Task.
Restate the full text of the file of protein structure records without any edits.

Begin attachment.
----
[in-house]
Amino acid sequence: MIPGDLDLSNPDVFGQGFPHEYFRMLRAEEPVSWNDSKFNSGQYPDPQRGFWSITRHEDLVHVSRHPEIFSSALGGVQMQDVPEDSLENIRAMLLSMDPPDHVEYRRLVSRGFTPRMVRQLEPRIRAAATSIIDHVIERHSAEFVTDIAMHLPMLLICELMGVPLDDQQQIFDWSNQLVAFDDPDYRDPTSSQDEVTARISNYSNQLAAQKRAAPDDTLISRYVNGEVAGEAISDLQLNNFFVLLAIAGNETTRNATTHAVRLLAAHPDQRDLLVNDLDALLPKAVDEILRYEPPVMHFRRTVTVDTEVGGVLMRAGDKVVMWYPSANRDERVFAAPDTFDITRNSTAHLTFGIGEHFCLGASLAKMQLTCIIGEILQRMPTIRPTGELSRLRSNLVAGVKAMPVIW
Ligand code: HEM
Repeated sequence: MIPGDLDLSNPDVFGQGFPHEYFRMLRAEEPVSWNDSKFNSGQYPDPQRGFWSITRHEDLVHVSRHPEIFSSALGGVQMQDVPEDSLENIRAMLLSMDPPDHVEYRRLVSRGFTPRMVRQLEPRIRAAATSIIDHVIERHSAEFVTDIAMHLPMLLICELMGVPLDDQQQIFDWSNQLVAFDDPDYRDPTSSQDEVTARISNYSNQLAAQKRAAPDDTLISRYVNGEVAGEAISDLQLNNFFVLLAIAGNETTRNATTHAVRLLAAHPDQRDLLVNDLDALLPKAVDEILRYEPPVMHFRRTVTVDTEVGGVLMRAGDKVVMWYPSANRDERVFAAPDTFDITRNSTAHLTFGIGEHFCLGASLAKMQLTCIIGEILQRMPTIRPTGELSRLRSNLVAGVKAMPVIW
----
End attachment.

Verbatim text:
[in-house]
Amino acid sequence: MIPGDLDLSNPDVFGQGFPHEYFRMLRAEEPVSWNDSKFNSGQYPDPQRGFWSITRHEDLVHVSRHPEIFSSALGGVQMQDVPEDSLENIRAMLLSMDPPDHVEYRRLVSRGFTPRMVRQLEPRIRAAATSIIDHVIERHSAEFVTDIAMHLPMLLICELMGVPLDDQQQIFDWSNQLVAFDDPDYRDPTSSQDEVTARISNYSNQLAAQKRAAPDDTLISRYVNGEVAGEAISDLQLNNFFVLLAIAGNETTRNATTHAVRLLAAHPDQRDLLVNDLDALLPKAVDEILRYEPPVMHFRRTVTVDTEVGGVLMRAGDKVVMWYPSANRDERVFAAPDTFDITRNSTAHLTFGIGEHFCLGASLAKMQLTCIIGEILQRMPTIRPTGELSRLRSNLVAGVKAMPVIW
Ligand code: HEM
Repeated sequence: MIPGDLDLSNPDVFGQGFPHEYFRMLRAEEPVSWNDSKFNSGQYPDPQRGFWSITRHEDLVHVSRHPEIFSSALGGVQMQDVPEDSLENIRAMLLSMDPPDHVEYRRLVSRGFTPRMVRQLEPRIRAAATSIIDHVIERHSAEFVTDIAMHLPMLLICELMGVPLDDQQQIFDWSNQLVAFDDPDYRDPTSSQDEVTARISNYSNQLAAQKRAAPDDTLISRYVNGEVAGEAISDLQLNNFFVLLAIAGNETTRNATTHAVRLLAAHPDQRDLLVNDLDALLPKAVDEILRYEPPVMHFRRTVTVDTEVGGVLMRAGDKVVMWYPSANRDERVFAAPDTFDITRNSTAHLTFGIGEHFCLGASLAKMQLTCIIGEILQRMPTIRPTGELSRLRSNLVAGVKAMPVIW